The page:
I would clarify by saying that "Leave it Alone" or "Benign Neglect" are key components to aging once the primary ferment is pretty much done. :)

kipgunter
09-19-2011, 06:46 PM
I thought that was bad for mead, good for wine?

AToE
09-19-2011, 06:49 PM
I thought that was bad for mead, good for wine?

Not at all, during the first 1/3 - 1/2 of fermentation stirring agressively introduces O2 that the yeast need, and after that it keeps the yeast in suspension, evens out temp variances, breaks up any possible colonies of spoilage organisms... even for the first while after fermentation it's good to very gently swirl or stir, because getting the lees back up into suspension will actually help drag down the ones still up, and it will help it clear faster.

AngryNord
09-19-2011, 08:04 PM
AToE is quit right. I remember my first batch I made was doing gangbusters for a couple days and slowed, I gave it a good aeration and it woke everything back up. I had good fermentation going for a few weeks instead of (apparently at least) a little more than a week. But if I had not aerated it, when I moved it from the primary it probably given me quite a surprise.

Good luck, just remember this is habit-forming!

kipgunter
09-20-2011, 05:48 PM
I have read so much, it is confusing, I got a SG of .986, racked it out, it isn't bad the way it is, maybe too strong, checked my notes, original was 1.07, may try a different yeast.

AToE
09-20-2011, 05:58 PM
1.070 is a pretty low starting gravity, so this will be a very dry lower alcohol mead.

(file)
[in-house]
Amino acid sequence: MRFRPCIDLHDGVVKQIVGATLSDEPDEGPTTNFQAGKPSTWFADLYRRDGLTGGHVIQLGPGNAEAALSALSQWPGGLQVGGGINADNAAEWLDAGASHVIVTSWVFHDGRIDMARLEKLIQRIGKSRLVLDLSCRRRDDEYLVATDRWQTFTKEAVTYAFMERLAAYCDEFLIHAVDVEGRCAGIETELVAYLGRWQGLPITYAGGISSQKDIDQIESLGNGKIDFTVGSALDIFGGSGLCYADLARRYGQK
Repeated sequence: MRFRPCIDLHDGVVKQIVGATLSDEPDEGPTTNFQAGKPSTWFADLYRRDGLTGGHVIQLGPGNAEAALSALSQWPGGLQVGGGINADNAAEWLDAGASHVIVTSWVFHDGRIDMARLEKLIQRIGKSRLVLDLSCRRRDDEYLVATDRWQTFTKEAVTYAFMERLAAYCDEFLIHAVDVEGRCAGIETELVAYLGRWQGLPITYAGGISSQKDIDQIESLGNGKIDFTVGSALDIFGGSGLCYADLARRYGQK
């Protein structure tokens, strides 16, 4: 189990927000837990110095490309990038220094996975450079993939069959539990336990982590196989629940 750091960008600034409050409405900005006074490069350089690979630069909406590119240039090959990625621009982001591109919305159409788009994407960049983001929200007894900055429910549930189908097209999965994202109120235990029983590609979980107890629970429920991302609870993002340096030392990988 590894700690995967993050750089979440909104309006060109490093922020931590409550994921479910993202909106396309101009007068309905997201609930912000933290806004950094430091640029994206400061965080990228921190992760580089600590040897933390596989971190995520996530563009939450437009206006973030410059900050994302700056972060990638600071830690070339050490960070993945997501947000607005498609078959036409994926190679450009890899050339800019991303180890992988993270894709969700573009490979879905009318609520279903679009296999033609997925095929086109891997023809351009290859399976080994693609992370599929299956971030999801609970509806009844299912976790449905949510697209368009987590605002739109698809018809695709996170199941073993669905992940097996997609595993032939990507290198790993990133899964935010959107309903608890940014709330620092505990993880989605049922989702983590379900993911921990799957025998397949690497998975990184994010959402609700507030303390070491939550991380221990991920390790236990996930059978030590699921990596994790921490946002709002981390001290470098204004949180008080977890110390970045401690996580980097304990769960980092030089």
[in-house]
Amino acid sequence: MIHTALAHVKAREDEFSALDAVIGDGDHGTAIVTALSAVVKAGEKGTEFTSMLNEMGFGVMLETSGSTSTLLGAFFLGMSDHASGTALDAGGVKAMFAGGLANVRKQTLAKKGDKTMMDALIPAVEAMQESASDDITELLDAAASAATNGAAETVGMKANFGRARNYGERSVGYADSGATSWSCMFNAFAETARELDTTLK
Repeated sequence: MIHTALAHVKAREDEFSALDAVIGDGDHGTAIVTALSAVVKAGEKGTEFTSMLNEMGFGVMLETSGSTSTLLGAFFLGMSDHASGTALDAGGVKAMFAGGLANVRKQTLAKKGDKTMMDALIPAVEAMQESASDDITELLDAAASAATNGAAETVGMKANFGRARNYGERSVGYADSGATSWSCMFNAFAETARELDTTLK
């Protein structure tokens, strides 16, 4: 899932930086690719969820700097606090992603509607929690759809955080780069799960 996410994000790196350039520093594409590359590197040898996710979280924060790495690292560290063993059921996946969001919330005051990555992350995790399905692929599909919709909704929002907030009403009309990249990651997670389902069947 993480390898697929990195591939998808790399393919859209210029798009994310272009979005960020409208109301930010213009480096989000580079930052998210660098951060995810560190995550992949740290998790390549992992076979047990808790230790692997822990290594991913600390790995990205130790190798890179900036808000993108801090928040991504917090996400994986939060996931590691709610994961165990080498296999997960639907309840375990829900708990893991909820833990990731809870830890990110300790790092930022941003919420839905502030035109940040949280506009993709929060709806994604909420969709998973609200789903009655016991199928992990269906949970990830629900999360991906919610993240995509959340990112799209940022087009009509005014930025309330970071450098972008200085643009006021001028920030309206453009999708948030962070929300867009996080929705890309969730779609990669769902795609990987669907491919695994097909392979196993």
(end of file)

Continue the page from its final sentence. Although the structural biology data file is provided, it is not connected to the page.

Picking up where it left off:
EDIT: and never judge a mead before it ages! I've had ones that were worse than garbage after 1 month that turned out awesome after 12.

AngryNord
09-20-2011, 06:41 PM
Very true. That reminds me of a beer experiment making a kilt tilter (lifter? I forget.) about ten years ago. It tasted like beer poured out of and ashtray when I thought it should be done, so I put it back in a closet to age more. Two months later it was a lot better, and didn't make it another month before it was gone.

kipgunter
09-21-2011, 06:12 PM
got the new hydrometer, it worked out to 5%, trust me , that is incorrect, been a fan for many years, I know what is what, so trying to figure out what it is, it is good , by h=no doubt, but it isn't 5 %, that is a refresher when I mow grass

AToE
09-21-2011, 07:48 PM
What was the gravity it's reading now?

Loadnabox
09-22-2011, 09:11 AM
got the new hydrometer, it worked out to 5%, trust me , that is incorrect, been a fan for many years, I know what is what, so trying to figure out what it is, it is good , by h=no doubt, but it isn't 5 %, that is a refresher when I mow grass

Two things to rember:

First, if it's a triple scale hydrometer, don't look at the ABV scale, that's only an estimated ABV when taking a reading before fermentation begins. If fermentation has started it means nothing

Instead, you need to have the Original SG (often abbreviated OG) and the current SG. Use the mead calculator on this site to give you what the current ABV is.

Second, is that fresh booze tastes very different. You can have something that's only 8% ABV that will taste as harsh as a bottle of gin. Don't make any decisions about the booze until it's at least 6 months, if not 12 months old. During this time, the higher alcohols that create the harsh taste, evaporate (They have a lower evaporation point so they go away and the good alcohols stay behind). Once gone the taste is greatly improved :)

kipgunter
09-22-2011, 05:27 PM
when I checked the reading with the new scale, it was .986, it was about 70 F so the correction was to add .002, so about .988

kipgunter
09-22-2011, 05:33 PM
yea, my original SG isn't a reliable, it was done with a device intended for brine I have had for many years, I couldn't remember exactly how to calibrate it. The batch I just started is 1.09